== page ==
The term “cloud” in “cloud computing” has always been a metaphor, until now. Traditionally, it refers to the fact that users can access data and applications anywhere in the world via the Web.
Of course, the information has always been coming from here on earth and resided in remote data centers. The idea was to say the world’s wealth of information was so ubiquitous it was like it was streaming down from a cloud.
And now, that image is about to go from metaphor to literal real-life. See, privately held SpaceX is planning to provide civilian and military cloud services by beaming them from low-orbiting satellites.
The project is projected to be able to give internet access to nearly every populated region of the globe in 2021.
Here’s the thing. To accomplish the bold mission, SpaceX has teamed up with one of the world’s top cloud computing firms.
Today, I’ll show how the new mission is part of its core expertise and why this exciting leader is set to double earnings from here….
To the Stars
Now then, as part of this Starlink program, SpaceX has launched 835 satellites, with a goal of having 1,440 circling the globe by 2022.
But these aren’t your regular communication satellites. Those tend to circle the Earth at about 22,000 miles above sea level.
At that huge distance, the satellite stays in the same spot in the sky, so satellite dishes don’t have to constantly be recalibrated.
There’s also no air to slow the satellites down, as Earth’s atmosphere only extends a few hundred miles above sea level.
The downside is the time it takes to beam signals up to the satellites and back down again. 22,000 miles is so far, it takes light 0.2 seconds to cover the distance. To relay a signal from one place on Earth to another via one of these satellites, you have to double that.
Now, 0.2 seconds may not seem like much, but if you’ve ever wondered why satellite Internet is so slow, or why news reporters in far off places take so long to answer questions, that 0.2 seconds is why.
Even with lots of bandwidth, that 0.2-second delay in the signal getting to its destination makes for awkward pauses in conversation, websites that freeze, and sometimes even apps that just won’t work.
SpaceX’s Starlink system is different. Instead of orbiting at 22,000 miles, SpaceX is launching its satellites at just 340 miles.
That’s almost low enough to touch actual clouds. At this altitude, there’s hardly any lag in beaming signals to and from the satellites, which makes these Starlink satellites perfect for providing Internet access and cloud service wherever you are.
This is all part of SpaceX revolutionizing space travel in general. With its state-of-the-art launch rockets that are largely reusable, the company has dramatically cut the cost of going into space.
Today, SpaceX is sending cargo to space at under 2% of NASA’s price.
As you can imagine, this technology has already gotten the Pentagon’s attention, which signed a $149 million contract with SpaceX for special Starlink satellites to detect enemy missile launches.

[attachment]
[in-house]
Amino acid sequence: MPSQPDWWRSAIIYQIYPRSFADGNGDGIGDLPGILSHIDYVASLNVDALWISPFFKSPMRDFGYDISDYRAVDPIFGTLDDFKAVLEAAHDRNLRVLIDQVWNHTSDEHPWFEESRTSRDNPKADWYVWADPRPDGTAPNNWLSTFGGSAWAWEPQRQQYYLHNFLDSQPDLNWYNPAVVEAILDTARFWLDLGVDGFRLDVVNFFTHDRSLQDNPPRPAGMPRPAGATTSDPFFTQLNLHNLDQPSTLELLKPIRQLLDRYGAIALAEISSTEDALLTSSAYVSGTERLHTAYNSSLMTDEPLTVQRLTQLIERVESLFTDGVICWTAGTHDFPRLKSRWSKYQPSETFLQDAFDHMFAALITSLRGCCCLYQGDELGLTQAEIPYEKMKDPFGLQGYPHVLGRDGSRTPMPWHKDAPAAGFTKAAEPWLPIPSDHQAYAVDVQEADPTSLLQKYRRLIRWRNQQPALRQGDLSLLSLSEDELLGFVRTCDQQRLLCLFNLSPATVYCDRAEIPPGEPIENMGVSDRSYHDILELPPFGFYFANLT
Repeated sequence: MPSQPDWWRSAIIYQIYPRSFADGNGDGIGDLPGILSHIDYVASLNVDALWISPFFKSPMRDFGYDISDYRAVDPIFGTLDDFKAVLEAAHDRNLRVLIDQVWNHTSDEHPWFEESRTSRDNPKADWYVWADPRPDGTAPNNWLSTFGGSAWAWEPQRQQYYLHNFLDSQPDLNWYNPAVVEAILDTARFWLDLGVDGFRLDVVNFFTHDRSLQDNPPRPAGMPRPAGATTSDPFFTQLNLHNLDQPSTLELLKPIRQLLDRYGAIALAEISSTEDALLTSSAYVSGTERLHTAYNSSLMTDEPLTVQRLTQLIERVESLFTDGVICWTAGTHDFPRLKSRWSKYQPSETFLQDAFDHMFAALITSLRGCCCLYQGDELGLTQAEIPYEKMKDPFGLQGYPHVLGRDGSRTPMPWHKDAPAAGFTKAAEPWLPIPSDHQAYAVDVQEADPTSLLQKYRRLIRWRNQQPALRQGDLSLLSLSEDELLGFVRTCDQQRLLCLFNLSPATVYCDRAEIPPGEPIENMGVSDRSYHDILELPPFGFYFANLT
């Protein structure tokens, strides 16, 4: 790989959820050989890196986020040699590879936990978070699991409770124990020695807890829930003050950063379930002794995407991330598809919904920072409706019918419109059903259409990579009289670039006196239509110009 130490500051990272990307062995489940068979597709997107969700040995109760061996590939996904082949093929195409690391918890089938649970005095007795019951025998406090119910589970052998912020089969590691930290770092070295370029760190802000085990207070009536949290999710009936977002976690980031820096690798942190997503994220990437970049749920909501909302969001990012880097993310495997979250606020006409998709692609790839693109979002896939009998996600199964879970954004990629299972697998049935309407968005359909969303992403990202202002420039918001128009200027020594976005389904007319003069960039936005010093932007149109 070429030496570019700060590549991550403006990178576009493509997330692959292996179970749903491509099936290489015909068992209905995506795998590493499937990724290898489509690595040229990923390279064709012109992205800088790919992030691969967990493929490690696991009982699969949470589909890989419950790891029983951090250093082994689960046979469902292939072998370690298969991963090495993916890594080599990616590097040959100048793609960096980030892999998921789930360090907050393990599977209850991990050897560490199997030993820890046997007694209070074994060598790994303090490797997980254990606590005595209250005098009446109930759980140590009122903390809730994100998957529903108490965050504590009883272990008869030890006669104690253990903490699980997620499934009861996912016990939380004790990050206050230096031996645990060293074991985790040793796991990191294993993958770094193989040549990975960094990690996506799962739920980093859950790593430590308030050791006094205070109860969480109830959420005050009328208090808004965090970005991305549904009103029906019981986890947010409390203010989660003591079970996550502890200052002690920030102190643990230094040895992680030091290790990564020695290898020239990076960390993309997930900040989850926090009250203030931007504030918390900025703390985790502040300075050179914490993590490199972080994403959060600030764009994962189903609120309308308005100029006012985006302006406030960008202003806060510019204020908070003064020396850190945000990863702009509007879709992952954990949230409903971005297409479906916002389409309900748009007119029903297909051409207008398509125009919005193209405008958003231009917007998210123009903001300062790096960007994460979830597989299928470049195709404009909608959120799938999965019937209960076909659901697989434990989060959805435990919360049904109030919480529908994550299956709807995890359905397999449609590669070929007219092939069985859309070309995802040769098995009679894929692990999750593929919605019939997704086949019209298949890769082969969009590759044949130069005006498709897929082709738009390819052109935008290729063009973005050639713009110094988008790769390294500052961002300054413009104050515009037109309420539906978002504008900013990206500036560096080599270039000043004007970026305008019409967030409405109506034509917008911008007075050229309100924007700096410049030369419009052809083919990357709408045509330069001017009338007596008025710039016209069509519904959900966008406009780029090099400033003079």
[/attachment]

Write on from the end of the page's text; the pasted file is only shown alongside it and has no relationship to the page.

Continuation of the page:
But the main use of SpaceX’s Starlink satellites will be Internet and cloud access.
And that’s where SpaceX’s top cloud computing partner comes in.
The partner is Microsoft Corp. (MSFT), the company behind the Azure cloud platform.
As part of the partnership, Microsoft and SpaceX will co-sell Starlink Internet service and the Azure cloud platform to enterprise customers.
It also makes Starlink an integral part of Microsoft’s recently announced Azure Orbital service, which has Microsoft help customers directly connect their satellites to the Azure cloud.
And don’t forget that last October, Microsoft won the Pentagon’s massive Joint Enterprise Defense Infrastructure (JEDI) contract. That’s a 10-year, $10 billion deal to provide infrastructure and platform services for the Pentagon’s business and mission operations.
The goal of JEDI is to unite the entire military on one platform. To put every soldier, ship, and airplane on a single data framework, and a single cloud.
Starlink’s low latency, high speed, and eventually global coverage are the perfect fit for that, making the partnership with SpaceX a great add-on for Microsoft.
This shows that, as I’ve been saying for years, Microsoft is a great cloud provider. Even better, this Starlink partnership has made Microsoft a great backend play on SpaceX.
It’s a rare opportunity to profit from one of the most revolutionary private companies in the world.
Microsoft reported earnings on October 27 with its Microsoft’s Azure cloud revenue up a whopping 47%. It also saw per-share profits climb by 44%.
That raised its three-year earnings average to 20%. At that rate, earnings are on pace to double in just over 3.5 years.
But that may be conservative because the firm keeps finding new growth initiatives like the satellite cloud partnership with SpaceX we’ve talked about today.
So, we can count on Microsoft keeping its edges sharp and profits high for many years to come. If you’d like to learn more about how you can get started with Microsoft and other industry leaders with strong long-term profit potential for less than $5, just click here.
Cheers and good investing,
Michael A. Robinson